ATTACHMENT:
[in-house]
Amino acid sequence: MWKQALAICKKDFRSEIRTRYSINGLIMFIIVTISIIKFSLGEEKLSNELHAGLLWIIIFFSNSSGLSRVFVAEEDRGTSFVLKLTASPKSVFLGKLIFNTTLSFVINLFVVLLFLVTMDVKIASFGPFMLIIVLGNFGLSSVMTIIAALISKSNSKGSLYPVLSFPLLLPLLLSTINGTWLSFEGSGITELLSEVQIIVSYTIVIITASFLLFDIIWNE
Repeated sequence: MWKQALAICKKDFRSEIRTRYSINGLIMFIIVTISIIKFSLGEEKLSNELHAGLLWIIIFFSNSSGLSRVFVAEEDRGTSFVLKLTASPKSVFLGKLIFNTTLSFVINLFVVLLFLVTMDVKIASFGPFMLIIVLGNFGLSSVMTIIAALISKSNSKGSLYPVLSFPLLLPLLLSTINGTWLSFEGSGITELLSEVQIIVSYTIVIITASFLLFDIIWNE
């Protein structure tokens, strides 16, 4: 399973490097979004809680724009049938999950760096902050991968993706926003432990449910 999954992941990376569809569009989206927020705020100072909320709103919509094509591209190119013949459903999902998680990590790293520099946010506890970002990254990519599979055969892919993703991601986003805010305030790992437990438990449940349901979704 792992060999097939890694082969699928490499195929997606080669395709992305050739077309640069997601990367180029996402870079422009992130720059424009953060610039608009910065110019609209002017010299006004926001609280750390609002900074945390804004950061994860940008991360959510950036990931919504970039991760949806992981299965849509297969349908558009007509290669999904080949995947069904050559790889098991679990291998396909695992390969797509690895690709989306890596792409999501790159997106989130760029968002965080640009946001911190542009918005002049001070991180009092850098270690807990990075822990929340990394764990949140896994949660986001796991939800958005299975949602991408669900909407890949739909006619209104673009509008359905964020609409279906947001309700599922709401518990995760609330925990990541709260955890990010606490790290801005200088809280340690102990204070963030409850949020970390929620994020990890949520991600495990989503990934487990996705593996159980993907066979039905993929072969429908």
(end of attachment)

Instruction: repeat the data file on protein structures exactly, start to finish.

[in-house]
Amino acid sequence: MWKQALAICKKDFRSEIRTRYSINGLIMFIIVTISIIKFSLGEEKLSNELHAGLLWIIIFFSNSSGLSRVFVAEEDRGTSFVLKLTASPKSVFLGKLIFNTTLSFVINLFVVLLFLVTMDVKIASFGPFMLIIVLGNFGLSSVMTIIAALISKSNSKGSLYPVLSFPLLLPLLLSTINGTWLSFEGSGITELLSEVQIIVSYTIVIITASFLLFDIIWNE
Repeated sequence: MWKQALAICKKDFRSEIRTRYSINGLIMFIIVTISIIKFSLGEEKLSNELHAGLLWIIIFFSNSSGLSRVFVAEEDRGTSFVLKLTASPKSVFLGKLIFNTTLSFVINLFVVLLFLVTMDVKIASFGPFMLIIVLGNFGLSSVMTIIAALISKSNSKGSLYPVLSFPLLLPLLLSTINGTWLSFEGSGITELLSEVQIIVSYTIVIITASFLLFDIIWNE
């Protein structure tokens, strides 16, 4: 399973490097979004809680724009049938999950760096902050991968993706926003432990449910 999954992941990376569809569009989206927020705020100072909320709103919509094509591209190119013949459903999902998680990590790293520099946010506890970002990254990519599979055969892919993703991601986003805010305030790992437990438990449940349901979704 792992060999097939890694082969699928490499195929997606080669395709992305050739077309640069997601990367180029996402870079422009992130720059424009953060610039608009910065110019609209002017010299006004926001609280750390609002900074945390804004950061994860940008991360959510950036990931919504970039991760949806992981299965849509297969349908558009007509290669999904080949995947069904050559790889098991679990291998396909695992390969797509690895690709989306890596792409999501790159997106989130760029968002965080640009946001911190542009918005002049001070991180009092850098270690807990990075822990929340990394764990949140896994949660986001796991939800958005299975949602991408669900909407890949739909006619209104673009509008359905964020609409279906947001309700599922709401518990995760609330925990990541709260955890990010606490790290801005200088809280340690102990204070963030409850949020970390929620994020990890949520991600495990989503990934487990996705593996159980993907066979039905993929072969429908």